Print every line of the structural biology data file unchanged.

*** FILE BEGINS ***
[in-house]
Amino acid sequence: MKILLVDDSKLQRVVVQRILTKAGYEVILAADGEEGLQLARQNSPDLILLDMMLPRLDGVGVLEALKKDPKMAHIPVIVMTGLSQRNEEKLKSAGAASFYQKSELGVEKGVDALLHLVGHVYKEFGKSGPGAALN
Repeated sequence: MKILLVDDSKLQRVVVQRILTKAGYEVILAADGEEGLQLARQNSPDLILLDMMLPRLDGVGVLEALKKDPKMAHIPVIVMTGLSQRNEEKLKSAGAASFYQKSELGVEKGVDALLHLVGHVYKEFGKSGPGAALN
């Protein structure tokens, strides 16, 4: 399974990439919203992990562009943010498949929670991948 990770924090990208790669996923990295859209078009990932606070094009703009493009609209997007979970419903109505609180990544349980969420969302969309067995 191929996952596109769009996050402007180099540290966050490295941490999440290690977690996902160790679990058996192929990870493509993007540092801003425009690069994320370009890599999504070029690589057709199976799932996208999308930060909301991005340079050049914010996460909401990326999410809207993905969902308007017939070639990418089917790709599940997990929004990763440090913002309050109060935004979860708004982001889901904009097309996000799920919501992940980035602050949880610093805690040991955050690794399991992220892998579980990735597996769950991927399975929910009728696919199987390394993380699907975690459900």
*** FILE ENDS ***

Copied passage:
[in-house]
Amino acid sequence: MKILLVDDSKLQRVVVQRILTKAGYEVILAADGEEGLQLARQNSPDLILLDMMLPRLDGVGVLEALKKDPKMAHIPVIVMTGLSQRNEEKLKSAGAASFYQKSELGVEKGVDALLHLVGHVYKEFGKSGPGAALN
Repeated sequence: MKILLVDDSKLQRVVVQRILTKAGYEVILAADGEEGLQLARQNSPDLILLDMMLPRLDGVGVLEALKKDPKMAHIPVIVMTGLSQRNEEKLKSAGAASFYQKSELGVEKGVDALLHLVGHVYKEFGKSGPGAALN
């Protein structure tokens, strides 16, 4: 399974990439919203992990562009943010498949929670991948 990770924090990208790669996923990295859209078009990932606070094009703009493009609209997007979970419903109505609180990544349980969420969302969309067995 191929996952596109769009996050402007180099540290966050490295941490999440290690977690996902160790679990058996192929990870493509993007540092801003425009690069994320370009890599999504070029690589057709199976799932996208999308930060909301991005340079050049914010996460909401990326999410809207993905969902308007017939070639990418089917790709599940997990929004990763440090913002309050109060935004979860708004982001889901904009097309996000799920919501992940980035602050949880610093805690040991955050690794399991992220892998579980990735597996769950991927399975929910009728696919199987390394993380699907975690459900």